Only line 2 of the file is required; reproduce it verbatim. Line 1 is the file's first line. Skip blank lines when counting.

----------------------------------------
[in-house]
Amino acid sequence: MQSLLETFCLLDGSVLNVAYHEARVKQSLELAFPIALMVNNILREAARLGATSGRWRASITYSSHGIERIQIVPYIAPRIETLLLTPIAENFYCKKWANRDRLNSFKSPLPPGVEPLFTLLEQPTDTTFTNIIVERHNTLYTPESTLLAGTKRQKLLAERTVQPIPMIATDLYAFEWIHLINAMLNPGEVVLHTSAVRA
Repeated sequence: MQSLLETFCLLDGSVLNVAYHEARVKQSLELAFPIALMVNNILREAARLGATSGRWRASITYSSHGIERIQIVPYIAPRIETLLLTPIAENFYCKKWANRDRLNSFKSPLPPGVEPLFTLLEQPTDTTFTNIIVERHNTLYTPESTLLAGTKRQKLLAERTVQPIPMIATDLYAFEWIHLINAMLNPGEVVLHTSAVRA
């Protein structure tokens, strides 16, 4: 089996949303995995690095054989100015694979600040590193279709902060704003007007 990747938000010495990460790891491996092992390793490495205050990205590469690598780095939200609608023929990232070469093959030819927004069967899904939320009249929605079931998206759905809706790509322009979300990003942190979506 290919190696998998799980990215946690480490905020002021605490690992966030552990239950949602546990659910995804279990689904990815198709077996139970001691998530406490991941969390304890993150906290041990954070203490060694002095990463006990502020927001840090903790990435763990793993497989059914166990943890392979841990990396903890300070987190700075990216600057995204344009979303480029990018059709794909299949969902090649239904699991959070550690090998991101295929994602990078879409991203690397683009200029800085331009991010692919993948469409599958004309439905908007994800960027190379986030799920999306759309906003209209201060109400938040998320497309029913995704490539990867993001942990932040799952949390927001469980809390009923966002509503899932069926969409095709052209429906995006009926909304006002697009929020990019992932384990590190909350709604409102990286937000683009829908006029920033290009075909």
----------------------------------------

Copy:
Amino acid sequence: MQSLLETFCLLDGSVLNVAYHEARVKQSLELAFPIALMVNNILREAARLGATSGRWRASITYSSHGIERIQIVPYIAPRIETLLLTPIAENFYCKKWANRDRLNSFKSPLPPGVEPLFTLLEQPTDTTFTNIIVERHNTLYTPESTLLAGTKRQKLLAERTVQPIPMIATDLYAFEWIHLINAMLNPGEVVLHTSAVRA